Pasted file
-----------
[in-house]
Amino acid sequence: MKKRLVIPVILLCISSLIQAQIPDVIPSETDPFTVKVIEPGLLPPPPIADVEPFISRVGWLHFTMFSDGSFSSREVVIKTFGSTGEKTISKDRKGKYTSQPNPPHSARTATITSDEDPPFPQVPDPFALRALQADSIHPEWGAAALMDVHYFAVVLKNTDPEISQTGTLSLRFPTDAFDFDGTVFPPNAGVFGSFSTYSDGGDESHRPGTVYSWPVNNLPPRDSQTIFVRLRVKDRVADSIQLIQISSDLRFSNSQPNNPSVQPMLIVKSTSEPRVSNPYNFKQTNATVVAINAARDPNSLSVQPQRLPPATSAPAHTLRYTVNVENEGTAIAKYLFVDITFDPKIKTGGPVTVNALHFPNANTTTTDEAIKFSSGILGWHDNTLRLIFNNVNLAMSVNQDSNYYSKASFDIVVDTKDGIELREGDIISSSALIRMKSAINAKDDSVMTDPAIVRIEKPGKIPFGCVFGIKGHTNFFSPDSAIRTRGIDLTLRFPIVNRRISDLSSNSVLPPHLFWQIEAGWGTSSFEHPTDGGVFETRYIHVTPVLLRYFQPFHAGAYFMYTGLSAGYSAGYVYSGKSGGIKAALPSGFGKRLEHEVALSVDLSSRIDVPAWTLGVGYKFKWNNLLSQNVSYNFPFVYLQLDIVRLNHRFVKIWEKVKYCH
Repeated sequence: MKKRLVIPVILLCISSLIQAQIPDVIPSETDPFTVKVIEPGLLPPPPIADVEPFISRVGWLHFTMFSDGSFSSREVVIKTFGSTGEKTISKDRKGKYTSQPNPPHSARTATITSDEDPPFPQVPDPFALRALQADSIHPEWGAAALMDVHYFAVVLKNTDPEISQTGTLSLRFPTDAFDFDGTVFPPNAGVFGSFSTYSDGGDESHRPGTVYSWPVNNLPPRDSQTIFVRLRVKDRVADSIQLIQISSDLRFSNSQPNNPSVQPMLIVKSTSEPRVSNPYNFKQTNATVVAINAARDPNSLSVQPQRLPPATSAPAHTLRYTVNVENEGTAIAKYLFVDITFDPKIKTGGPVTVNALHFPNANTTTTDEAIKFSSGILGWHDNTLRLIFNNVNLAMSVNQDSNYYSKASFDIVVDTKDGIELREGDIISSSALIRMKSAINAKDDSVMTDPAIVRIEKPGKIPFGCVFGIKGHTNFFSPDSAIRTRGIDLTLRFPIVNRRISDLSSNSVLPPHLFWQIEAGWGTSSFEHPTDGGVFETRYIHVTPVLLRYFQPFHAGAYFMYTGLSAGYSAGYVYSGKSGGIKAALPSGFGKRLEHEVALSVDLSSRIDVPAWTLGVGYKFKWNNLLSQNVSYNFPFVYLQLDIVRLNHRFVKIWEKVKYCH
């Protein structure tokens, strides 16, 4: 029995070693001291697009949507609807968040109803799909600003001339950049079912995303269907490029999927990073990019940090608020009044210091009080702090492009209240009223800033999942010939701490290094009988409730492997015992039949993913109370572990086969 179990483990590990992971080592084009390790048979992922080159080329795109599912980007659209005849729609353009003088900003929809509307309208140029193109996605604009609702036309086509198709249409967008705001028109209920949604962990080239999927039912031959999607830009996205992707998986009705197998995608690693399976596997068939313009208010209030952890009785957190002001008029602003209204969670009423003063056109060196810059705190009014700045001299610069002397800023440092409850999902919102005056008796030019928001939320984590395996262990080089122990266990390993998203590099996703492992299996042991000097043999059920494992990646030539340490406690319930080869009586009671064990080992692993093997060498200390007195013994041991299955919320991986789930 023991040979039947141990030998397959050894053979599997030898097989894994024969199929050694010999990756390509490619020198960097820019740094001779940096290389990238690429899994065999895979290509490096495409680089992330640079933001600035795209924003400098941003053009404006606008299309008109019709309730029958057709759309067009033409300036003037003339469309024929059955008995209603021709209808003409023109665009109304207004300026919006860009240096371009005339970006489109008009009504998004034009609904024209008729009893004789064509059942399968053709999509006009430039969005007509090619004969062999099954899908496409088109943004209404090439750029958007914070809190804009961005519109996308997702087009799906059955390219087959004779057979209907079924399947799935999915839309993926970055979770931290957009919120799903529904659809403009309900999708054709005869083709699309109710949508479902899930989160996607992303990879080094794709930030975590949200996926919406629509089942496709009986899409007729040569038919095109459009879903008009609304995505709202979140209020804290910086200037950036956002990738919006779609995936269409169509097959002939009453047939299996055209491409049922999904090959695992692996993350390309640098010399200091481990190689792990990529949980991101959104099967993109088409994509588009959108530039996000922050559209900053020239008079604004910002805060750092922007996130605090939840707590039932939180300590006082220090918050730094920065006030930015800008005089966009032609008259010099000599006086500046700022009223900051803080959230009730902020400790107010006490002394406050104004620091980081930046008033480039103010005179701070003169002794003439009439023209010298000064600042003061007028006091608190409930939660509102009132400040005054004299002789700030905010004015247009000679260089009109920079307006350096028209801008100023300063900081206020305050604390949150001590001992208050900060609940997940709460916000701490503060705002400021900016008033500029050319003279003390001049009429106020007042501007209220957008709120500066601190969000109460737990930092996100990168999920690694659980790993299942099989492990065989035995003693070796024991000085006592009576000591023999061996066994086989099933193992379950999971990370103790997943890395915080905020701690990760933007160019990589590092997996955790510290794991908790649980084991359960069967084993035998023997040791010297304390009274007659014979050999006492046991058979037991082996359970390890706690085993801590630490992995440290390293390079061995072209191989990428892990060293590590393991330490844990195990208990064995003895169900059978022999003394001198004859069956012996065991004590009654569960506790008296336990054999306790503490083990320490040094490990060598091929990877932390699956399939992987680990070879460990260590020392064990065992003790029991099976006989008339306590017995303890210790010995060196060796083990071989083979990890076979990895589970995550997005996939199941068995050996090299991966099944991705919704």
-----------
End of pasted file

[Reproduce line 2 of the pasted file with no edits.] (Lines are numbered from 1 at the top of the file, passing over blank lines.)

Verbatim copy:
Amino acid sequence: MKKRLVIPVILLCISSLIQAQIPDVIPSETDPFTVKVIEPGLLPPPPIADVEPFISRVGWLHFTMFSDGSFSSREVVIKTFGSTGEKTISKDRKGKYTSQPNPPHSARTATITSDEDPPFPQVPDPFALRALQADSIHPEWGAAALMDVHYFAVVLKNTDPEISQTGTLSLRFPTDAFDFDGTVFPPNAGVFGSFSTYSDGGDESHRPGTVYSWPVNNLPPRDSQTIFVRLRVKDRVADSIQLIQISSDLRFSNSQPNNPSVQPMLIVKSTSEPRVSNPYNFKQTNATVVAINAARDPNSLSVQPQRLPPATSAPAHTLRYTVNVENEGTAIAKYLFVDITFDPKIKTGGPVTVNALHFPNANTTTTDEAIKFSSGILGWHDNTLRLIFNNVNLAMSVNQDSNYYSKASFDIVVDTKDGIELREGDIISSSALIRMKSAINAKDDSVMTDPAIVRIEKPGKIPFGCVFGIKGHTNFFSPDSAIRTRGIDLTLRFPIVNRRISDLSSNSVLPPHLFWQIEAGWGTSSFEHPTDGGVFETRYIHVTPVLLRYFQPFHAGAYFMYTGLSAGYSAGYVYSGKSGGIKAALPSGFGKRLEHEVALSVDLSSRIDVPAWTLGVGYKFKWNNLLSQNVSYNFPFVYLQLDIVRLNHRFVKIWEKVKYCH